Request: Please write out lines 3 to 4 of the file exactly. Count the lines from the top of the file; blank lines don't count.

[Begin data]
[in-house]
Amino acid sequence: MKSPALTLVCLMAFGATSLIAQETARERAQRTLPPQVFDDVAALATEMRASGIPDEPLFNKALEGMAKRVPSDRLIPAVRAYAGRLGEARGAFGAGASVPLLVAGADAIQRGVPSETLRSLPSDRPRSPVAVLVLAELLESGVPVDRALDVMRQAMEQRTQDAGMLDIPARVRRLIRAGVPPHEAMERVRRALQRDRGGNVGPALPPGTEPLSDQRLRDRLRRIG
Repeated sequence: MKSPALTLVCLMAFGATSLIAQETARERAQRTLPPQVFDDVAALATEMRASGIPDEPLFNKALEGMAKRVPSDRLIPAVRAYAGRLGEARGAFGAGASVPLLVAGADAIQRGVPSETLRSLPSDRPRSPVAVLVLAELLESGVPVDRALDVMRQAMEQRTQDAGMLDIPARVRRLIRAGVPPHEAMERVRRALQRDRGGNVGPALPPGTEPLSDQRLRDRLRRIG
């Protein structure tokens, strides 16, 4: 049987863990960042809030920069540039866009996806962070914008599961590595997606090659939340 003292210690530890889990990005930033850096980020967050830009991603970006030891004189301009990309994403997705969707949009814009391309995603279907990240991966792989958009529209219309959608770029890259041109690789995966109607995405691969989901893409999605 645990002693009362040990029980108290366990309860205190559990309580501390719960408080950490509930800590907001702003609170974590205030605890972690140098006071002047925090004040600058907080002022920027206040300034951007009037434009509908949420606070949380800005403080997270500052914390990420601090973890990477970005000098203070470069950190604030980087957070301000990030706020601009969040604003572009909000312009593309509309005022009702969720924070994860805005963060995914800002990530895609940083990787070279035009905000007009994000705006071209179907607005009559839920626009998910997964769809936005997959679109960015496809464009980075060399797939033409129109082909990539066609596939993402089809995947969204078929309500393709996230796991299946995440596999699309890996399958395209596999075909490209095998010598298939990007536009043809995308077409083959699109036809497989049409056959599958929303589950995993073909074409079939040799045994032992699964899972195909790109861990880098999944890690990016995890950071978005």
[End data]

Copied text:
Repeated sequence: MKSPALTLVCLMAFGATSLIAQETARERAQRTLPPQVFDDVAALATEMRASGIPDEPLFNKALEGMAKRVPSDRLIPAVRAYAGRLGEARGAFGAGASVPLLVAGADAIQRGVPSETLRSLPSDRPRSPVAVLVLAELLESGVPVDRALDVMRQAMEQRTQDAGMLDIPARVRRLIRAGVPPHEAMERVRRALQRDRGGNVGPALPPGTEPLSDQRLRDRLRRIG
């Protein structure tokens, strides 16, 4: 049987863990960042809030920069540039866009996806962070914008599961590595997606090659939340 003292210690530890889990990005930033850096980020967050830009991603970006030891004189301009990309994403997705969707949009814009391309995603279907990240991966792989958009529209219309959608770029890259041109690789995966109607995405691969989901893409999605 645990002693009362040990029980108290366990309860205190559990309580501390719960408080950490509930800590907001702003609170974590205030605890972690140098006071002047925090004040600058907080002022920027206040300034951007009037434009509908949420606070949380800005403080997270500052914390990420601090973890990477970005000098203070470069950190604030980087957070301000990030706020601009969040604003572009909000312009593309509309005022009702969720924070994860805005963060995914800002990530895609940083990787070279035009905000007009994000705006071209179907607005009559839920626009998910997964769809936005997959679109960015496809464009980075060399797939033409129109082909990539066609596939993402089809995947969204078929309500393709996230796991299946995440596999699309890996399958395209596999075909490209095998010598298939990007536009043809995308077409083959699109036809497989049409056959599958929303589950995993073909074409079939040799045994032992699964899972195909790109861990880098999944890690990016995890950071978005």